Date of Award
Doctor of Philosophy (PhD)
East Asian Languages & Civilizations
Nancy S. Steinhardt
This dissertation considers the role that court dress played in the formation of Mongol cultural and political identity in the thirteenth and fourteenth centuries. By defining and analyzing the fashion system of the Mongol court principally in Yuan China, but also in Ilkhanid Iran, it demonstrates how the Mongols were able to manipulate symbols and ceremonies effectively via costume in the formation of their empire. Most art historical studies of the Yuan dynasty have focused on painting by Han Chinese “exiled” painters, ignoring Mongol contributions to the art and material culture of the dynasty. This dissertation initiates an understanding of the particular aesthetics of the Yuan dynasty, which incorporated diverse cultural traditions through textiles and dress. In addition, as no systematic study of Mongol dress has been written, this is the first such study that brings together analysis of the decorative motifs, weave structures, and tailoring of excavated costumes and textiles, alongside pictorial representations and contemporary textual descriptions. To understand the genesis and development of the Mongol courtly vestimentary system, which evolved in such a short period of time, antecedents from the Steppe, Central Asia, China, and the Islamic world are considered. Concordances and discrepancies among this evidence allow for hypotheses about what the Mongol court actually wore, how it wished to be portrayed, and how others saw it. These hypotheses reveal much about the aspirations of the Mongol empire on one hand, and the anxieties they elicited, on the other.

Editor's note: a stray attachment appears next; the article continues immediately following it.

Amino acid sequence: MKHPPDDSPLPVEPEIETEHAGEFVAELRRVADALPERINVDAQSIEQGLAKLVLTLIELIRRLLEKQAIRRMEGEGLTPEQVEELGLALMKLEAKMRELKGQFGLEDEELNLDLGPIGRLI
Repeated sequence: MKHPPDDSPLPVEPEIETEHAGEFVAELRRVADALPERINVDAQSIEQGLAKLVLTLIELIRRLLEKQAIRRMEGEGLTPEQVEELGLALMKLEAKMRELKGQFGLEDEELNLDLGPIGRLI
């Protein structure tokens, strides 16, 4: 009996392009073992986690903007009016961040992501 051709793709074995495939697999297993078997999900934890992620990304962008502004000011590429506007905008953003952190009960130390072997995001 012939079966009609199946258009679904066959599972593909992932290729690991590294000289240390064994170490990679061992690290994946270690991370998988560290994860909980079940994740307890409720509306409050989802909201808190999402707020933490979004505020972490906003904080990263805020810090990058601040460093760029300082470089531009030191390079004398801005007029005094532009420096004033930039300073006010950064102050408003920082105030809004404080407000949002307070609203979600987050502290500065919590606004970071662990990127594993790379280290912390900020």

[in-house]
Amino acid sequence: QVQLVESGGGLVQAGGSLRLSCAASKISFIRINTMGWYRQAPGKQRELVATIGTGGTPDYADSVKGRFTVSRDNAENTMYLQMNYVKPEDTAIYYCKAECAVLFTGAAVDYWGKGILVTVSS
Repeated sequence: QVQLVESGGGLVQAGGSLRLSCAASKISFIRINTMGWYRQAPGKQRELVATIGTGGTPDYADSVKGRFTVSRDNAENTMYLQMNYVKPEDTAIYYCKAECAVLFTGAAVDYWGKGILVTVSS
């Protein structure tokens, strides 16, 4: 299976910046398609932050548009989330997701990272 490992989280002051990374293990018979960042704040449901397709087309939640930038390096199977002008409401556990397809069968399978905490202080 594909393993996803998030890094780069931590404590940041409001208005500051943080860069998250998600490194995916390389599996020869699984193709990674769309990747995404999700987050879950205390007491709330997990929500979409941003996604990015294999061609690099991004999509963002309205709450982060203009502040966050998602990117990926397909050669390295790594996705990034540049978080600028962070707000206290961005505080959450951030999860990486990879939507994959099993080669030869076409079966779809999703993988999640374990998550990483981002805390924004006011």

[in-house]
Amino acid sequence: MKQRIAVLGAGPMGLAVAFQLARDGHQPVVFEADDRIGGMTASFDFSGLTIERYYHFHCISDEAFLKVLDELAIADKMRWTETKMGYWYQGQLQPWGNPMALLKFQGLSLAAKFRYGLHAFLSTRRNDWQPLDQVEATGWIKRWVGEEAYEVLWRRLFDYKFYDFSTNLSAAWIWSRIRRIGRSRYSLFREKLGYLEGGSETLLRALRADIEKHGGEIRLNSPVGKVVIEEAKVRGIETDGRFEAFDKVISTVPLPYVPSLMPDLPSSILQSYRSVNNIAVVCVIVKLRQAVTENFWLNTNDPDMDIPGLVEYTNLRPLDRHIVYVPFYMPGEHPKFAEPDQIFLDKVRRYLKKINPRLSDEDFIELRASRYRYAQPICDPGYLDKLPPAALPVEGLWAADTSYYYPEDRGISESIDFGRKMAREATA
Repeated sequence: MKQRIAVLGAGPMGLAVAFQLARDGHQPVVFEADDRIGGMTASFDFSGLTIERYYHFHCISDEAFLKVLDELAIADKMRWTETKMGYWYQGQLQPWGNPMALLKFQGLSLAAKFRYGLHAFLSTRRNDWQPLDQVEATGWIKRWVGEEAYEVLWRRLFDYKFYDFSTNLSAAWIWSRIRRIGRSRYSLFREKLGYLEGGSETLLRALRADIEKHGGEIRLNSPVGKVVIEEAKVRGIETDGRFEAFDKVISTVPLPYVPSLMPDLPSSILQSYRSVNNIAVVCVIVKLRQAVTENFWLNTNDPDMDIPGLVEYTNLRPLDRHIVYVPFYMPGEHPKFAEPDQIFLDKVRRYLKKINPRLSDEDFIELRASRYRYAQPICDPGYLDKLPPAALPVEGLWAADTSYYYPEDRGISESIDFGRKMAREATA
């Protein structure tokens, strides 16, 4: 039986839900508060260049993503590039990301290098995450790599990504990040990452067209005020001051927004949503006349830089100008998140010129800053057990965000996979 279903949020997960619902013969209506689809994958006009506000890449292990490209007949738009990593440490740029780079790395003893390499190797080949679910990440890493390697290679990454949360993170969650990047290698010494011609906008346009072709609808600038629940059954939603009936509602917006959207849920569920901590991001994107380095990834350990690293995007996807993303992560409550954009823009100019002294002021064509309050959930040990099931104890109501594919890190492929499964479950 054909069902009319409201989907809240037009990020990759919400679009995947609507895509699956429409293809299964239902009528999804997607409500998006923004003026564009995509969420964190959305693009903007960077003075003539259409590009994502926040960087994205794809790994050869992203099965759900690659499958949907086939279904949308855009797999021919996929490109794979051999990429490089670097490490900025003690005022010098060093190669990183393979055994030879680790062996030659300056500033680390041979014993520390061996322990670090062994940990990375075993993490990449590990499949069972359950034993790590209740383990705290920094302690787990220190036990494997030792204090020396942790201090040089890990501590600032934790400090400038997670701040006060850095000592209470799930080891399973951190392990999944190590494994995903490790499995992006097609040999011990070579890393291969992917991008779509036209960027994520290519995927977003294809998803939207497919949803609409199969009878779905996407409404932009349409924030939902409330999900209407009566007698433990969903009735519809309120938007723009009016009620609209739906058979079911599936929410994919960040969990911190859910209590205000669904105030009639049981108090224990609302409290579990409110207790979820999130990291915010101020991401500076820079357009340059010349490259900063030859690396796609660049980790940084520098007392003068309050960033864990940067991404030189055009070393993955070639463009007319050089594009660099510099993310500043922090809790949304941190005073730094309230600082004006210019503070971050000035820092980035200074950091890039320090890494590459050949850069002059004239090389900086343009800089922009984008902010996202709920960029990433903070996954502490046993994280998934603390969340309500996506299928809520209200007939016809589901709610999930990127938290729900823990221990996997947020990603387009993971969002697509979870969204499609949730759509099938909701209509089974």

Shea, Eiren Lee, "Fashioning Mongol Identity in China (c. 1200-1368)" (2016). Publicly Accessible Penn Dissertations. 2006.
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